Use Technology to Fight Crime – Build on Government Investment in GIS…says Aubyn Hill


Chief Executive Officer (CEO) of Corporate Strategies, Aubyn Hill, has urged more security firms and businesses to use Geographic Information Systems and related technologies such as Global Positioning Systems to fight crime saying, “Geographic Information Systems can be used more extensively to help counteract criminals and killers and in the process reduce the incidence of crime.”
Mr. Hill was addressing the GIS Executive Forum 2008, held under the theme, “GIS Driving Response-Ability”, that was organised by the Land Information Council of Jamaica (LICJ) and the Office of the Prime Minister (OPM) in Kingston earlier this week. He noted that the Government had the foresight to invest in GIS infrastructure but it was a far way from being fully exploited for the benefit of consumers.
“The GIS programme is a real investment in development and one which the private sector could not be expected to initiate or underwrite. By getting GIS established in Jamaica, the GOJ has given a platform to private-sector companies, our universities, entrepreneurs and individuals which they can use as layers of geospatial data and information to existing relationship data in diverse locations.”, Mr. Hill said.
Mr. Hill noted that there is a role for the private sector to exploit the foundation laid. “Others must follow quickly for Jamaica to really benefit from this technology and the investment. Senior management must take the lead on this one and directors must become enthusiastic supporters..The GIS has come of age. It is a technology that can really help developing countries like Jamaica. The Government of Jamaica has invested in and has provided the GIS platform. Some in academia are putting it to good use. Those of us who are in business and influence leaders must step forward and take the lead, to make GIS the tool that can raise, significantly, our business success,” Mr. Hill said.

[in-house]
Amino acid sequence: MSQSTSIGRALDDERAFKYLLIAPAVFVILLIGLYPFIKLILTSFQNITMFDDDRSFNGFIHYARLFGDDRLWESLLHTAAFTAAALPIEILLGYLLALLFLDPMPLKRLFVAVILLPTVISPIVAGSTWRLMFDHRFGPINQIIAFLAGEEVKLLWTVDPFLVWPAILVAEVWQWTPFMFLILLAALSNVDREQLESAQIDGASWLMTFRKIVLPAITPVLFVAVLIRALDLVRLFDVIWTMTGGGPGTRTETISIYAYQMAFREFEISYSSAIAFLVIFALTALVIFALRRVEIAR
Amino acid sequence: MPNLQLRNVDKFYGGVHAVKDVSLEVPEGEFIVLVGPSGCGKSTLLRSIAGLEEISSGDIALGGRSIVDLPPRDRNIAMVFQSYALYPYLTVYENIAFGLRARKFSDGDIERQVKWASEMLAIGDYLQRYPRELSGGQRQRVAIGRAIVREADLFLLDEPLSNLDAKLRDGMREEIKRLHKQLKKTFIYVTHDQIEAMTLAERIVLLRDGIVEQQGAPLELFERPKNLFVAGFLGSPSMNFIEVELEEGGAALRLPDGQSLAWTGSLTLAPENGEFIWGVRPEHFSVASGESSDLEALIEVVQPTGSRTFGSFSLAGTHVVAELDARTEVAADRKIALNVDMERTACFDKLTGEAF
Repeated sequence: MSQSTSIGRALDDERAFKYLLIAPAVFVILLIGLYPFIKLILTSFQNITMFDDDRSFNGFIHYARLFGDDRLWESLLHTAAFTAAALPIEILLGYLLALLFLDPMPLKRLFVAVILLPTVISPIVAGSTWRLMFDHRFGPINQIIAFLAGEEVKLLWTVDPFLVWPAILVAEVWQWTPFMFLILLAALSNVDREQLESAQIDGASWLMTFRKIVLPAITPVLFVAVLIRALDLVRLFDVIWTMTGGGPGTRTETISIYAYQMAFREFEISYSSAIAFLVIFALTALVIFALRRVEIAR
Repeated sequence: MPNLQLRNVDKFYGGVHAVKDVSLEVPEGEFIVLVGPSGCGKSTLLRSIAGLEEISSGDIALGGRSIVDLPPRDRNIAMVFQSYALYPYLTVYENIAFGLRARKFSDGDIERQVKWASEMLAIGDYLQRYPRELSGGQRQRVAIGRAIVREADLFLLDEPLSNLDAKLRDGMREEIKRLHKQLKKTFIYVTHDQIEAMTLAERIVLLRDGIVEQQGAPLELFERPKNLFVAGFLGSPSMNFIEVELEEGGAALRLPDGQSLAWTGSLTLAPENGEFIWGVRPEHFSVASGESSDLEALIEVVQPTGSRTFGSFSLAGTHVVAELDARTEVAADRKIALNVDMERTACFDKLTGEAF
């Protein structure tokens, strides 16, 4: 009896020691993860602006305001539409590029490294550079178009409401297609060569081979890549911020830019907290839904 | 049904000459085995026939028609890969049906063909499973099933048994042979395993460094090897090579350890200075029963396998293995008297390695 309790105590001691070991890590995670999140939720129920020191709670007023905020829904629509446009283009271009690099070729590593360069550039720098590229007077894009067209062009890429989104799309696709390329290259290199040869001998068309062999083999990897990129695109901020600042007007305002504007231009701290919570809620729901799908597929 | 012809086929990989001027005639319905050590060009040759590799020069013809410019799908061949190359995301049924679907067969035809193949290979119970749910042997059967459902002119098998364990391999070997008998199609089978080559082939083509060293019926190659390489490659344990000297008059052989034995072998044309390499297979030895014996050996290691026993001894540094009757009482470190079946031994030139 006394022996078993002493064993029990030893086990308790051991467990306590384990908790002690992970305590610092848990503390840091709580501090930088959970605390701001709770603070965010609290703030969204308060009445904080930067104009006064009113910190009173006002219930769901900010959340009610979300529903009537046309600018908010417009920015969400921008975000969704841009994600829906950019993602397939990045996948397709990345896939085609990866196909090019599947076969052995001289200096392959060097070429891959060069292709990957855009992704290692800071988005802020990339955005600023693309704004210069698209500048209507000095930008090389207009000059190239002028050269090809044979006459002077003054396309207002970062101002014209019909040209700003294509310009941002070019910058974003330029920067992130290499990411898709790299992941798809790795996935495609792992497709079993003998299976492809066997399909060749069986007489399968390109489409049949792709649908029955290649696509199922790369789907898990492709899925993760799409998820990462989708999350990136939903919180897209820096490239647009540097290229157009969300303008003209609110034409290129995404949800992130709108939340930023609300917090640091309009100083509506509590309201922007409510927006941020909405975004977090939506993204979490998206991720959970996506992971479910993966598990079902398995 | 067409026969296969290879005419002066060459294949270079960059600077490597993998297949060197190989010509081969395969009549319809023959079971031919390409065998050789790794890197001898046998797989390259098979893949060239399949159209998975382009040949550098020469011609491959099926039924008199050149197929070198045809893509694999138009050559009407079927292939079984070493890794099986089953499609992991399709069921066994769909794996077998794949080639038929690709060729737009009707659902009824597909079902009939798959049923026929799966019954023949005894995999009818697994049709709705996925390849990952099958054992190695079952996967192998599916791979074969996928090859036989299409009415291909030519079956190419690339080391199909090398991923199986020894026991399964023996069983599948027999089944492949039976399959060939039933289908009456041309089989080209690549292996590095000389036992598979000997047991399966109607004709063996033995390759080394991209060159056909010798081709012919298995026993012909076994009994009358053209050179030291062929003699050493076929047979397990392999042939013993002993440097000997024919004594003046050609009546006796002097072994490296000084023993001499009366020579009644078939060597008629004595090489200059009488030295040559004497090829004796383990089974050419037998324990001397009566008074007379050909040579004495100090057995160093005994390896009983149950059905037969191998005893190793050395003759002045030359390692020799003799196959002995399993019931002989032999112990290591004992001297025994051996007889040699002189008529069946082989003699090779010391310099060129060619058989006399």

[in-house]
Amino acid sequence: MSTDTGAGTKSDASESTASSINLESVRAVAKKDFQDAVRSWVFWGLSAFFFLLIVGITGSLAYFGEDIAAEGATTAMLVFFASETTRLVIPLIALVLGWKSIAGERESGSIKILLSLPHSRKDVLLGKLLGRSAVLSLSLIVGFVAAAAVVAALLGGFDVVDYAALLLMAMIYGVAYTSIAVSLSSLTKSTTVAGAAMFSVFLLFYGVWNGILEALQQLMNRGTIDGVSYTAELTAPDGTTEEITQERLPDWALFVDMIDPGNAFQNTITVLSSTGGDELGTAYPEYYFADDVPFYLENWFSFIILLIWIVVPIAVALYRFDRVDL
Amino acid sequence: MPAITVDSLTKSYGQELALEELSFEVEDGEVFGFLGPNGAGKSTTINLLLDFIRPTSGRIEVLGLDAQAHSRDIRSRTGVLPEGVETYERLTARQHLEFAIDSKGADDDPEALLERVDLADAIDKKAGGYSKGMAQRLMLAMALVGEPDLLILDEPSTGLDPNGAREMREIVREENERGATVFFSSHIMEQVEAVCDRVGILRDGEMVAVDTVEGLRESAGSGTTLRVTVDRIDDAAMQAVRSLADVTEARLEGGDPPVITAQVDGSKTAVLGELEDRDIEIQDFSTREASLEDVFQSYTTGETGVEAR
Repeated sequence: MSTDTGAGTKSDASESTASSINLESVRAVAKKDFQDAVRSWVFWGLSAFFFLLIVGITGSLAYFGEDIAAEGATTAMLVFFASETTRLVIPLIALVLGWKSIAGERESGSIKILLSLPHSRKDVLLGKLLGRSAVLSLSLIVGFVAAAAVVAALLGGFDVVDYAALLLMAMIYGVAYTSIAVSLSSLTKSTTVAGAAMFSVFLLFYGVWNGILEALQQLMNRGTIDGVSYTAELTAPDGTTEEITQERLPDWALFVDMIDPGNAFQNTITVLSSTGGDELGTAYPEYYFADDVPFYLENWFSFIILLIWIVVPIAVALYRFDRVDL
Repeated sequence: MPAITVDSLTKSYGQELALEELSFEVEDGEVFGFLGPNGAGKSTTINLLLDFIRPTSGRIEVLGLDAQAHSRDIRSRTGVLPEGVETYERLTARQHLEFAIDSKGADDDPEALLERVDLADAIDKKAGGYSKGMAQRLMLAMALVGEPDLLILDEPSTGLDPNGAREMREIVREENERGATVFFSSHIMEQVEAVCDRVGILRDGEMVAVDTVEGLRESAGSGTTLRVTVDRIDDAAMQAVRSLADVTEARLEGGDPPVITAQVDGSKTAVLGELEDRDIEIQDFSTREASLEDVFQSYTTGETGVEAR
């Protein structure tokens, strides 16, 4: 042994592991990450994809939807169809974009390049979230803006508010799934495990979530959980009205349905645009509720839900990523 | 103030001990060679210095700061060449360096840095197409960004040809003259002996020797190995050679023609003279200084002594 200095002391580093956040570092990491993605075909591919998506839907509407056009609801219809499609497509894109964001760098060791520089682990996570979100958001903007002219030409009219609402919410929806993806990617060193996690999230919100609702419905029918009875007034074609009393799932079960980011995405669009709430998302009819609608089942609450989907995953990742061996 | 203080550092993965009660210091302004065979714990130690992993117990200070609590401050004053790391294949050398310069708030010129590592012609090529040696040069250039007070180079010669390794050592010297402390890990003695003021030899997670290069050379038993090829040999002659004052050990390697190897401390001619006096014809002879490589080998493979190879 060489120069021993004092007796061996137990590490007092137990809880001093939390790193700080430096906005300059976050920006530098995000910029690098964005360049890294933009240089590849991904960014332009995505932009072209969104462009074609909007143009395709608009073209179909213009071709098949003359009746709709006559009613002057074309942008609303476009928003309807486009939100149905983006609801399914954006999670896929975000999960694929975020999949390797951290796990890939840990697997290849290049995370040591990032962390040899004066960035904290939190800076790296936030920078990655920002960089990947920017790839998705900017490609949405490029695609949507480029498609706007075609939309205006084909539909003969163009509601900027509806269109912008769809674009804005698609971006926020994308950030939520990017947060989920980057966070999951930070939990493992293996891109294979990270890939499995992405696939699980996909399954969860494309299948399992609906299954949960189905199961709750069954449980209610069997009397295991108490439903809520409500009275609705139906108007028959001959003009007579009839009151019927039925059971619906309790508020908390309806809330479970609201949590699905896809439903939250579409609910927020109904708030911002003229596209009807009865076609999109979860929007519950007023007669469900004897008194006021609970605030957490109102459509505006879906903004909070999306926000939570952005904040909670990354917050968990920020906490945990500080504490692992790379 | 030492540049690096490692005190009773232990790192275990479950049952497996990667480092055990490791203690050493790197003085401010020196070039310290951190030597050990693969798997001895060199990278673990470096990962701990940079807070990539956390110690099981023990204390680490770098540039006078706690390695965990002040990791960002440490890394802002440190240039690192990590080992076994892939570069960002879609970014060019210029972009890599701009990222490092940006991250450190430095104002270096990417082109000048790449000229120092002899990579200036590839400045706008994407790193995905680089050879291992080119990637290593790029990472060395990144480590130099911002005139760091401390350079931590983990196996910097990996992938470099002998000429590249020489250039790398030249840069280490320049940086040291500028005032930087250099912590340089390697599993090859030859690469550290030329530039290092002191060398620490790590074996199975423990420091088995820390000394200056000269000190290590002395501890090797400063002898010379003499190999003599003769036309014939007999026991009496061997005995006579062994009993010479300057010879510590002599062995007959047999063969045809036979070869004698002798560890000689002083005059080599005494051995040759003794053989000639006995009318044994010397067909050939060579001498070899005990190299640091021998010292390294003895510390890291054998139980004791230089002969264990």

To date, GIS is extensively being used by Government organisations. Practical applications are being used by the National Works Agency in the cost effective design of road repair and river training; to monitor Jamaica Urban Transit Company buses on routes and on schedule; and by the Ministry of Health, to spot and put in place measures to contain disease outbreaks.
Private sector companies which are using the national investment in geospatial data include Globe Insurance, which has led that sector by introducing GIS as a part of risk assessment and informing the calculation of premiums and negotiating reinsurance. Jamaica National Building Society integrates GIS into its micro financing programme to make management strategic decisions, including locating offices that are convenient for customers. Guardsman Security offers vehicle tracking services for clients – a first step towards enhanced security services, based on the information that GIS can provide.
The LICJ has championed the sharing of geo referenced data for the use of Government agencies, utility companies and the private sector and through the joint purchase of digital base maps, allowed for integration of that data using GIS for multiple purposes in decision making. For leadership in this area, and more, in September they received the inaugural Caribbean Spatial Vision Award, for extraordinary achievement in GIS in the Caribbean.
GIS Day, November 19, falls during Geography Week (November 16-21). Other activities will be a Church Service at Holy Cross on November 16, a day of activities for the public and schools at the UWI Assembly Hall in Kingston, on November 19 and GIS Open House sessions hosted by members of the LICJ.

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